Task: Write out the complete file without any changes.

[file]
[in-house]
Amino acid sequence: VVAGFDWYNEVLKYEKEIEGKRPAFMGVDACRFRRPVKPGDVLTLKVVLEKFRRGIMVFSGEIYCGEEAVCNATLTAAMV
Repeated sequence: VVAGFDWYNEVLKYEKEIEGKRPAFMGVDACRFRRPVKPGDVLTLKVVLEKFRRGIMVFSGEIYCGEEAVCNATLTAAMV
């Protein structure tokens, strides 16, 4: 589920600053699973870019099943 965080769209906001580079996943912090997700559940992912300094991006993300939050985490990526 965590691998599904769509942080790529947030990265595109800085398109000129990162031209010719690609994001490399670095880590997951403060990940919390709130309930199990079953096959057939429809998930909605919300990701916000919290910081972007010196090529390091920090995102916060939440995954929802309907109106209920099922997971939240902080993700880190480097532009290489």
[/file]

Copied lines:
[in-house]
Amino acid sequence: VVAGFDWYNEVLKYEKEIEGKRPAFMGVDACRFRRPVKPGDVLTLKVVLEKFRRGIMVFSGEIYCGEEAVCNATLTAAMV
Repeated sequence: VVAGFDWYNEVLKYEKEIEGKRPAFMGVDACRFRRPVKPGDVLTLKVVLEKFRRGIMVFSGEIYCGEEAVCNATLTAAMV
């Protein structure tokens, strides 16, 4: 589920600053699973870019099943 965080769209906001580079996943912090997700559940992912300094991006993300939050985490990526 965590691998599904769509942080790529947030990265595109800085398109000129990162031209010719690609994001490399670095880590997951403060990940919390709130309930199990079953096959057939429809998930909605919300990701916000919290910081972007010196090529390091920090995102916060939440995954929802309907109106209920099922997971939240902080993700880190480097532009290489």